It would seem that Galway hurling supporters have fallen into two distinct camps ahead of Sunday’s All-Ireland final replay — those who believe the Tribesmen have left it behind them and those who are firmly of the view that the experience of the drawn match will bring the Liam MacCarthy west of the Shannon for the first time since 1988.
The anti-climatic nature of all drawn finals, and the intervening hype surrounding Mayo and Donegal in the football decider, means that there is a low-key, almost surreal, atmosphere going into this one.
The enthralling nature of the drawn match left supporters exhausted so one can only imagine the task facing players and management as they regroup to do it all over again.
Those who believe that the experience gleaned by a young side of playing in a final will be the factor that will swing in Galway’s favour against arguably the best ever hurling team will have been encouraged by what they saw just after full-time in the drawn match.
Kilkenny headed for the dressing room but the Galway management took their squad for a full warm-down on the pitch and the sight of the players huddled in a wide circle, arms around each other, with Anthony Cunningham, Mattie Kenny and Tom Helebert inside the group talking to them, sent out a telling message.
They may have been the new kids on the block, but here was a group making it clear they considered themselves to be still on a journey, that there was unfinished work.
That’s twice this year Galway has gone toe-to-toe with Kilkenny in championship hurling and not lost. There is no other side in the country that has managed that since 2005.
But, if the drawn game will serve Galway well, then it is also true that Kilkenny will glean a lot of hope from it as well. Some doubts must have been instilled in their armour by Galway’s landslide Leinster final win.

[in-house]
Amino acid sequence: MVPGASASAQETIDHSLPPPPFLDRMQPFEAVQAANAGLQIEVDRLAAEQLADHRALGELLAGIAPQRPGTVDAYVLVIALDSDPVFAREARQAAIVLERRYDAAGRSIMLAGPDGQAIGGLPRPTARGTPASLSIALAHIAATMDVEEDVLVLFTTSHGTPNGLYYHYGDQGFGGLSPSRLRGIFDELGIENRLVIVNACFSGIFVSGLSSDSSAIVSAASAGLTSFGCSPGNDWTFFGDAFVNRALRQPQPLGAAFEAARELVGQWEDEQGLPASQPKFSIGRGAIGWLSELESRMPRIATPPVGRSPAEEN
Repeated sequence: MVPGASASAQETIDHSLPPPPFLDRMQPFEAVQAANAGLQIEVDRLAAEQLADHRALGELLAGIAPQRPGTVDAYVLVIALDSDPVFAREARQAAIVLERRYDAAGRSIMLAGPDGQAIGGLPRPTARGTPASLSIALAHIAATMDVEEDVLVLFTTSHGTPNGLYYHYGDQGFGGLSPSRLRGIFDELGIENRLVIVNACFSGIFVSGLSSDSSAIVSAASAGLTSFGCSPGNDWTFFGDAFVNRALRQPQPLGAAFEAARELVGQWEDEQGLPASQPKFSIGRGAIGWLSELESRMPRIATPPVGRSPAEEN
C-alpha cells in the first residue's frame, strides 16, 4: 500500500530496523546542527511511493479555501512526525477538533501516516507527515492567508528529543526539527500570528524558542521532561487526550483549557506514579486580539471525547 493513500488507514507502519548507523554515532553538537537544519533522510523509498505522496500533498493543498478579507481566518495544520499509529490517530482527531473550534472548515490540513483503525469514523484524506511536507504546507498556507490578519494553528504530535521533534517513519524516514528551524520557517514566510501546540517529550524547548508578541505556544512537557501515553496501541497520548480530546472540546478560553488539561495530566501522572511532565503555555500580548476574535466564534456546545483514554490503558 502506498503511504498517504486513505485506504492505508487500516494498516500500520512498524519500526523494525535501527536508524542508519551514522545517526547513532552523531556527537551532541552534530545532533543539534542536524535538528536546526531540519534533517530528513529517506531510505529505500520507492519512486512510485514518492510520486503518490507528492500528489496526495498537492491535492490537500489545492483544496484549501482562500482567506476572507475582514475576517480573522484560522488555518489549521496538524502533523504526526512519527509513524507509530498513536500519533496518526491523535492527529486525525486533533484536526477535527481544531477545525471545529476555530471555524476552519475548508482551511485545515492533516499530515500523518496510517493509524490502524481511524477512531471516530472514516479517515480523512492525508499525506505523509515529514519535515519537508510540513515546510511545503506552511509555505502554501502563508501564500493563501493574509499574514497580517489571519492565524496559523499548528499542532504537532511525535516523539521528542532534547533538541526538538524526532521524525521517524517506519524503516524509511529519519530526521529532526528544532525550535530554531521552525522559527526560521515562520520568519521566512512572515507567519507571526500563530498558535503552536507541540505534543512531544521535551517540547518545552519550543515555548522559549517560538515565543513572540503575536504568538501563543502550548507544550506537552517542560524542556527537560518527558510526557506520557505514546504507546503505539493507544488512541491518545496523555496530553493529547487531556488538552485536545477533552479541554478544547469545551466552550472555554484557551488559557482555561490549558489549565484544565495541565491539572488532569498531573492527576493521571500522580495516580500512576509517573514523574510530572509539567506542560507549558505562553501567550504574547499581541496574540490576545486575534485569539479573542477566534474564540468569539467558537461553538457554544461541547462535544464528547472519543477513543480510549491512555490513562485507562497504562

Galway knows that Kilkenny are not unbeatable, but Brian Cody’s men are also aware that the Tribesmen are also vulnerable.
Kilkenny will point to an attack which failed to click against a rampant Galway defence and they would surely have surrendered their crown was it not for the brilliance of Henry Shefflin. Minimising his influence on Sunday will be essential to a Galway success.
Galway, too, will feel there is a lot more in their attack and seek a better return from the likes of Cyril Donnellan, Damian Hayes and David Burke.
They will need to send more quality ball into Joe Canning, while the delivery to the attack will need to be closer to the ground if the Galway forwards are to have an impact. Trying to take on that Kilkenny defence in the air will see a second defeated team return to Connacht in eight days.
It is all likely to boil down to who can get control early on. Kilkenny, like Donegal last Sunday, are near uncatchable if they get a start.
Galway need to lay down a marker from the outset. Could Cunningham and his men have some surprise move to pull at the start? They will need to unsettle Kilkenny, rattle their cage and hurl without fear.
That is how they have regularly beaten Kilkenny at underage and they have shown this year they can transfer that to senior level. Above all, they can’t allow Kilkenny dictate at the start and to that they will need to summon a frenzy.
It would be some All-Ireland final for Galway to win, especially meeting Kilkenny three times this year.
History has shown that Galway has always had to play in a final before they won one.
It should be no different this time round . . . other than a draw rather than defeat being the lot from the first innings.